Multiple Myeloma — which affects 30,000 people in the U.S. every year — is a bone marrow cancer that causes plasma cells to grow too much, forming a tumor. In Northeast Tennessee, an estimated 60 people develop multiple myeloma every year.
Twelve years ago, however, there was little to no way for patients to get information about the disease locally, or interact with other patients and survivors. That is, until Darlene Jessee started the multiple myeloma support group in 2007 after her husband was diagnosed with the disease.
“My husband was diagnosed, and there was just nowhere to get any information,” Jessee said. “It’s like family and you want to learn more and help somebody else. I know how I felt when (my husband) was diagnosed; there was nobody to ask.”
That desire to help others, is what’s kept Jessee involved in the group, even after her husband passed away in 2014.
“You want to be that support for somebody else and it’s so important to learn about the disease and be your own advocate,” she said. “It’s not a disease you want to stand by and not know anything about and let somebody else make the decisions.”
Jessee, of course, isn’t the only one running things for a group that has over 40 members. Barry Darby, who was diagnosed with multiple myeloma in spring 2018, has been involved for over a year now.
“The group helps people with the disease — which I’m one of — and I feel extremely obligated to do my part,” Darby said. “I’m just doing what I should be doing.”
Darby is also one of many members of the group who struggled to get a diagnosis, often being told by doctors it was something entirely different, mostly because diagnosing multiple myeloma is a long, arduous process — one that took Darby five years.
To diagnose the disease, patients have to go through blood and urine tests, as well as a bone marrow biopsy. Now that he’s diagnosed though, his cancer isn’t at the treatment threshold. His multiple myeloma is at the “smoldering” stage, and, according to the American Cancer Society, treatment has little to no effect on mortality rates for those with smoldering multiple myeloma.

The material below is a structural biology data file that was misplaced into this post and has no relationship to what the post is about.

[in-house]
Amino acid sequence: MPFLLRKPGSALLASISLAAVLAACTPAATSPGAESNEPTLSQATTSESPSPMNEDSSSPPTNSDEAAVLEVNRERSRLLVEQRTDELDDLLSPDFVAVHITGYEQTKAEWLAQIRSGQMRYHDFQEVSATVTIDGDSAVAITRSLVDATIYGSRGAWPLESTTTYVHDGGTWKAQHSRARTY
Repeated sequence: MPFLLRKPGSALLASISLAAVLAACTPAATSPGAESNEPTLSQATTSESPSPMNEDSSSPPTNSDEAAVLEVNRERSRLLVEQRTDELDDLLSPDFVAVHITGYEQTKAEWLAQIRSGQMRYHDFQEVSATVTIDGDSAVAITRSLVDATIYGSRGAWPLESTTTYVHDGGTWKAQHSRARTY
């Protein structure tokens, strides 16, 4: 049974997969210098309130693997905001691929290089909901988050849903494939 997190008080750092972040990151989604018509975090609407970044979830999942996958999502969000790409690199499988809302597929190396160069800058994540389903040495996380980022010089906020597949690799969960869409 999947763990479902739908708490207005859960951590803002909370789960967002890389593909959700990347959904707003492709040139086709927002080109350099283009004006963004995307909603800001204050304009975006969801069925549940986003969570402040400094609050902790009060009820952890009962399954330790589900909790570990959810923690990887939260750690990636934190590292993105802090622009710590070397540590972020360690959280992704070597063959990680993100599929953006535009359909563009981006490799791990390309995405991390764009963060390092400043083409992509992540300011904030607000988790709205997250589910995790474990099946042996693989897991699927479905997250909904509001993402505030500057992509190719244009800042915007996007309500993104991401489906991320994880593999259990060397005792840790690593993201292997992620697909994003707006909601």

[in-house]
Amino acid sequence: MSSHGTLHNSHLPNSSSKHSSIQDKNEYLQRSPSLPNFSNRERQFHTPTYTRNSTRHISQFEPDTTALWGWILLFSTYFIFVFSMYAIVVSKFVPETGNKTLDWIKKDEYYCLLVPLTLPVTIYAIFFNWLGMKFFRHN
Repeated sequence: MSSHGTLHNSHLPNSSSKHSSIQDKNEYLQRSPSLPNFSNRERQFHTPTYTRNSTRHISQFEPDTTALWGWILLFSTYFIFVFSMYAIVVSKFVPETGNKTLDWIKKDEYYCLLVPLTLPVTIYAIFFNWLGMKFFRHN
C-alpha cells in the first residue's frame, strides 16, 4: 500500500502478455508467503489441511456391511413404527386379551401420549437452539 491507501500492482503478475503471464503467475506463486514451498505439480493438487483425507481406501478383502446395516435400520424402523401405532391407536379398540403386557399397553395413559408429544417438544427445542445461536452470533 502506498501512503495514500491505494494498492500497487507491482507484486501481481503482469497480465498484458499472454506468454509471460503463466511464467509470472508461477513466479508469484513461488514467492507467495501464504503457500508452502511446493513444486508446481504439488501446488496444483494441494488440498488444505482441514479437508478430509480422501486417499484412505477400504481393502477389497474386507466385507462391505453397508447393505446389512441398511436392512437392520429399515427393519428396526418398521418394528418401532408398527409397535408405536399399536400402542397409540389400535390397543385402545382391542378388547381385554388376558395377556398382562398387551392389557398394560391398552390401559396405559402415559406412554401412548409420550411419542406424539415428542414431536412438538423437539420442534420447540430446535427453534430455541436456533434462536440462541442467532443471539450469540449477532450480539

Once you hit the active or symptomatic stage though, treatment is often done in a myriad of different ways, as not every person’s disease is the same, something the group’s guest speaker, Dr. Victoria Palau, reiterated during her lecture Saturday afternoon.
Palau, along with a team of research students at East Tennessee State University, have been conducting studies on using plant-based compounds to treat multiple myeloma, which prompted many questions from the three dozen members of the support group in attendance Saturday.
Darby said one of the ‘“most important’ things about having Dr. Palau speak was that she is local He also pointed to her understanding of multiple myeloma and her ability to answer nearly all questions as a big reason why, and that a lot of the support group members are ‘“extremely interested’ in getting up-to-date information.
The Northeast Tennessee Multiple Myeloma Support Group meets the first Saturday of every month inside the Memorial Park Community Center. For more information, visit http://netn.support.myeloma.org/.
“How do you go through life?” Darby asked himself. “One day at a time, and you enjoy what you got (sic) while you’ve got it — you do what you can do while you can, that’s just how I live life.”